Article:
Instead, we get by with better visual systems, notes Albert Farbman, a biologist at Northwestern University, pointing out that humans have a much more highly developed visual cortex than other animals. Smell and taste can still be critical for warning us away from fires, gases, and spoiled food, but for the most part our chemical senses have become recreational--more a source of individual, sensuous pleasure than a generic tool for survival. A dog has a more sensitive sense of smell, but it also has a more stereotyped response to smells. When we’re exposed to an odorant, we don’t necessarily feel we have to chase after the source.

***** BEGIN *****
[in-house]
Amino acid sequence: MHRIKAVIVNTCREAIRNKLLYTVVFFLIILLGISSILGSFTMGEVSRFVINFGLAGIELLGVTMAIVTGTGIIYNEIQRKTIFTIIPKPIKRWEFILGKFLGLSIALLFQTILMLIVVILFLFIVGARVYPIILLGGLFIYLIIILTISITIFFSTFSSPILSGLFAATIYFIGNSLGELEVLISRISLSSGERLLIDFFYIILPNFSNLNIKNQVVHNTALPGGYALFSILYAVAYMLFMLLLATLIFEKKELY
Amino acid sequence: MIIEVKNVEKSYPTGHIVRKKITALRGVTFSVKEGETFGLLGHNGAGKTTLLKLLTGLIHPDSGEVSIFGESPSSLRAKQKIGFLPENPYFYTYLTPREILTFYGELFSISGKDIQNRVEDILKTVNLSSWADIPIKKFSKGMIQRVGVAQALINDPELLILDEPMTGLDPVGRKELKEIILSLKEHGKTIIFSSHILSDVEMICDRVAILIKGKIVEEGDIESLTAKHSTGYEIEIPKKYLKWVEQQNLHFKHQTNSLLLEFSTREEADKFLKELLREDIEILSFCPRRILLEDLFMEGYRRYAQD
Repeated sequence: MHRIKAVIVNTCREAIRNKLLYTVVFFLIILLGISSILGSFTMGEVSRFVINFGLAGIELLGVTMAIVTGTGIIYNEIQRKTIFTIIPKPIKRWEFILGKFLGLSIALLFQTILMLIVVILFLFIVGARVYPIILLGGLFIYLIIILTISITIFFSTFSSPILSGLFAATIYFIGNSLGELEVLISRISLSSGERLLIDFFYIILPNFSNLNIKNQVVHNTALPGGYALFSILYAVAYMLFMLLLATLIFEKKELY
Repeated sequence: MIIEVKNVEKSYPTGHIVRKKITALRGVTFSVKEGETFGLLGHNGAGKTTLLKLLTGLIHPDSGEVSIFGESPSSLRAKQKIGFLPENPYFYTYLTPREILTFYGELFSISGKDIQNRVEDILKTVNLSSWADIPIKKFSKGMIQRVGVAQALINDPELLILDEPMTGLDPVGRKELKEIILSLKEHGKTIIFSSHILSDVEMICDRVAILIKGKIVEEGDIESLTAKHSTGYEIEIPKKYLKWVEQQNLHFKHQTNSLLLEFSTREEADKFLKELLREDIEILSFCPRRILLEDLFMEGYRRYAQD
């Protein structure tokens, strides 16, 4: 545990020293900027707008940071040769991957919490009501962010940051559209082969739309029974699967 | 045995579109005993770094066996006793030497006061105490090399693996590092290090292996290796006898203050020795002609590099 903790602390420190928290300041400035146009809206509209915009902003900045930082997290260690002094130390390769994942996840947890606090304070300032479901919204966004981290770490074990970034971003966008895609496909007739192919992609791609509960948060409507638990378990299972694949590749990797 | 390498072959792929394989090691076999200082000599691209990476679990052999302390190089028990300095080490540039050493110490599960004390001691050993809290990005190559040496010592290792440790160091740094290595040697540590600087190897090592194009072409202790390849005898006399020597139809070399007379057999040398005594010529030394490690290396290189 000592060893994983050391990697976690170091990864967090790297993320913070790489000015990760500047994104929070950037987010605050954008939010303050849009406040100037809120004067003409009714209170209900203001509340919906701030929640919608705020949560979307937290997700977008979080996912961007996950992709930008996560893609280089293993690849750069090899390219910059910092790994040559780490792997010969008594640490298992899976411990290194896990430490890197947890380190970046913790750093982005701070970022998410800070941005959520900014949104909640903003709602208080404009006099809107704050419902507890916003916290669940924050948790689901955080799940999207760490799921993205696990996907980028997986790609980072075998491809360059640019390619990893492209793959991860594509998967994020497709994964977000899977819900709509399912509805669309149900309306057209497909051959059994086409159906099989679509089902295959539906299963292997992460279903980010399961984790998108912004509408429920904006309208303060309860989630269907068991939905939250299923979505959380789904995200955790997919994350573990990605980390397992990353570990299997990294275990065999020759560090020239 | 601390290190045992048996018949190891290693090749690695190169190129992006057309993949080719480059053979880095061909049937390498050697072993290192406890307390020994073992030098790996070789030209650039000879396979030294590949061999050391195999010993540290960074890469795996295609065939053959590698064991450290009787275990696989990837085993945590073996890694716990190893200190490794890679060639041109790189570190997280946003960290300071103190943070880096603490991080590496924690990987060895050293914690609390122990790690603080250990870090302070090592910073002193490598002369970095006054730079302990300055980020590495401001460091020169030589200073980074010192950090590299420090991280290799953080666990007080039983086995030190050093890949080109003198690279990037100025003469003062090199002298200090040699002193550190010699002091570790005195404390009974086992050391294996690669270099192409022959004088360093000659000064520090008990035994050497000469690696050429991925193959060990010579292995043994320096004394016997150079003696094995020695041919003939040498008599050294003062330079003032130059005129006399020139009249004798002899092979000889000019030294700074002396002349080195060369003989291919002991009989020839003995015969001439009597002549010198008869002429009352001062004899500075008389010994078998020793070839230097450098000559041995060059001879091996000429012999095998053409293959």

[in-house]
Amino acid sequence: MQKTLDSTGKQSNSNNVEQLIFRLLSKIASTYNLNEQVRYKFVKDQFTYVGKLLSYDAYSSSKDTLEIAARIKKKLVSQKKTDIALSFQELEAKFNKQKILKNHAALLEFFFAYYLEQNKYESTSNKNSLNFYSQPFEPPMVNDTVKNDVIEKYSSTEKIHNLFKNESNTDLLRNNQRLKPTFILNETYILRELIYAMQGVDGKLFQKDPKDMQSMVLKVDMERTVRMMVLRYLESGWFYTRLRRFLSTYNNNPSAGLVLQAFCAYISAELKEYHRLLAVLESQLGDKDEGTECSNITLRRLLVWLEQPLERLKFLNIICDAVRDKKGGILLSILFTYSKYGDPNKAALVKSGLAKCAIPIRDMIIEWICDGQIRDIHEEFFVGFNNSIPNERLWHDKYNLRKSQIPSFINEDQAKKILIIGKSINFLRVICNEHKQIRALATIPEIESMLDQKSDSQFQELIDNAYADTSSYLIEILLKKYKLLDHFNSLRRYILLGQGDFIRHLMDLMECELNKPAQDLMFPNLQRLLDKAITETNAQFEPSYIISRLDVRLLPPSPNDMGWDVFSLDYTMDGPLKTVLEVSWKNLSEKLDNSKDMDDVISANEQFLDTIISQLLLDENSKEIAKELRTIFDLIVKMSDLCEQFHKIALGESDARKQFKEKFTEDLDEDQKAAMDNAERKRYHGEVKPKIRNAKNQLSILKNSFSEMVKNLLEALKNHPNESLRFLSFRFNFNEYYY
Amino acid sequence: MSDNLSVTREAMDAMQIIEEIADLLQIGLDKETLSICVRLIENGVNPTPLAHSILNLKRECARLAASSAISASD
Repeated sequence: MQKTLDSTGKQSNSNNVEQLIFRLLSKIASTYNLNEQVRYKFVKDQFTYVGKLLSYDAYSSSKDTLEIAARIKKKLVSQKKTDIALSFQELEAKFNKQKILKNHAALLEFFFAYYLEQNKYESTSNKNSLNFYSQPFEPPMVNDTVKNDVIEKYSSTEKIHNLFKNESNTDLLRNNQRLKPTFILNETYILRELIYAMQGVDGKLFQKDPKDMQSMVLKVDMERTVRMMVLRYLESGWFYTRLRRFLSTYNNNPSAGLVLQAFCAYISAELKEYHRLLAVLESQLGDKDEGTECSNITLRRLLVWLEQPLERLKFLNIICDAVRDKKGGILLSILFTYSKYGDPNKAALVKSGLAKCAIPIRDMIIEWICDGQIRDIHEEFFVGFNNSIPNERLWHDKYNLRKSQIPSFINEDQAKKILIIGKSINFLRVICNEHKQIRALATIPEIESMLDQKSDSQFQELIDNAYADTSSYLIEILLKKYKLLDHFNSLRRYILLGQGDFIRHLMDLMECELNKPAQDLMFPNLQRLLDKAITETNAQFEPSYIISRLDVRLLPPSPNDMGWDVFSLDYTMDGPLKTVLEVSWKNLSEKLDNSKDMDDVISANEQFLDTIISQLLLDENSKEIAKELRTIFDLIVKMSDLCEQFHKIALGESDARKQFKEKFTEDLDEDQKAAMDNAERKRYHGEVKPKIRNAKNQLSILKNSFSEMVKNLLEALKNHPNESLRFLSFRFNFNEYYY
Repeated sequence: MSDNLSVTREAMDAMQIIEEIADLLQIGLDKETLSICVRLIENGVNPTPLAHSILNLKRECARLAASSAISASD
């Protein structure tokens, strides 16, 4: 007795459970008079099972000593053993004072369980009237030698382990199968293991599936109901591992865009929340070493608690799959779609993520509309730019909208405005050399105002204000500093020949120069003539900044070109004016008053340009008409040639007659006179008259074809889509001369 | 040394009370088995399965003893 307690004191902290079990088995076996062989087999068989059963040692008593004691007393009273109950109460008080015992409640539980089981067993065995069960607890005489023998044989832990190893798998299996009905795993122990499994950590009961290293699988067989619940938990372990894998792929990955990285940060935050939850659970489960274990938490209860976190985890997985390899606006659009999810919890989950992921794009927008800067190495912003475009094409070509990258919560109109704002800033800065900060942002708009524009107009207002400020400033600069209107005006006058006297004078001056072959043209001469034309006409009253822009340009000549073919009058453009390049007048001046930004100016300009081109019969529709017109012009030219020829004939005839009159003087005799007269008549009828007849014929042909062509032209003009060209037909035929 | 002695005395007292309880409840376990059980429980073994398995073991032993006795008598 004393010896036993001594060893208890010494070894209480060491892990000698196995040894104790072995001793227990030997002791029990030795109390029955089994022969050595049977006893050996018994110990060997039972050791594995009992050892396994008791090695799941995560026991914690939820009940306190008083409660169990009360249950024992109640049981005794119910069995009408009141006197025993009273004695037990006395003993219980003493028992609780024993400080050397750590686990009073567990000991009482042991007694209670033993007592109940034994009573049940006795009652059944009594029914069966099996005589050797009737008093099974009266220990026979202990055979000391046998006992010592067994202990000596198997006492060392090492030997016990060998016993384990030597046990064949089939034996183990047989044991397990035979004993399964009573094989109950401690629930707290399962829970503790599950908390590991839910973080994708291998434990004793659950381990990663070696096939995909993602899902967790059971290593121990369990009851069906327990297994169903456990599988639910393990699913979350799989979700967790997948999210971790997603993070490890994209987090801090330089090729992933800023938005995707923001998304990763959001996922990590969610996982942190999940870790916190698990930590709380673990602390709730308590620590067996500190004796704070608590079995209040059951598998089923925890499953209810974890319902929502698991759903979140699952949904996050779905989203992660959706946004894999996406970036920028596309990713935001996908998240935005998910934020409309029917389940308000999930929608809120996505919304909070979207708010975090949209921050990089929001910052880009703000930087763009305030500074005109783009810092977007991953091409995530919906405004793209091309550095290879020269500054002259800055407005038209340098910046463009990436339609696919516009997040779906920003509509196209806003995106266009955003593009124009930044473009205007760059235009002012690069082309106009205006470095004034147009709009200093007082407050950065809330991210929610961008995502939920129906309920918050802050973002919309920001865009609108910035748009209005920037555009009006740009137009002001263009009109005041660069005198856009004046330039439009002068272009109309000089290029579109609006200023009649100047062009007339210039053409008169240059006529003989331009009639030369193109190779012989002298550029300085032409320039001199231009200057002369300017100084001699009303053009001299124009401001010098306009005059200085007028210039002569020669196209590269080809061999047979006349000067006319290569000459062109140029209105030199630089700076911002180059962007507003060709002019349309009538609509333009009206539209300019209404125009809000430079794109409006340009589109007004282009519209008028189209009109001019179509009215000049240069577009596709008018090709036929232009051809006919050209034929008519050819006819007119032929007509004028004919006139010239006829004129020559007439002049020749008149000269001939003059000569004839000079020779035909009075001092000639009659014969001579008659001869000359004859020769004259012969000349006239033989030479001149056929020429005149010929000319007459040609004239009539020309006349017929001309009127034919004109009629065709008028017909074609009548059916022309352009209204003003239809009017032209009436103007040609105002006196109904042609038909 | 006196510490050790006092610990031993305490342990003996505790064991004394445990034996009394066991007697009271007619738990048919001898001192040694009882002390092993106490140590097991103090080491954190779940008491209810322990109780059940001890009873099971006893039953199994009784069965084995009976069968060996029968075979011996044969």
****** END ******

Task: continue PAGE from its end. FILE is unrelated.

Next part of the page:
Still, we’re not entirely above being behaviorally influenced by smells, either, which is good news for perfume makers, new-car dealers, and stores that pipe in fragrances designed to stimulate an urge to purchase. Even Scrooge was vulnerable to the sentimental stimulation of smell: He was conscious of a thousand odors floating in the air, each one connected with a thousand thoughts, and hopes, and joys, and cares long, long forgotten, wrote Dickens in A Christmas Carol. Odors are, in fact, intimately wired into our emotions and memories. No sooner do we smell something than signals race from our nose to the olfactory bulbs nestling like pods at the base of our brain. From there the signals move to the limbic system--an ancient brain area concerned with moods, sexual urges, and powerful emotions such as fear--and then travel to the hippocampus, which controls memories. The signals then spread to the neocortex, which is thought to give rise to conscious thought. No wonder Scrooge was moved.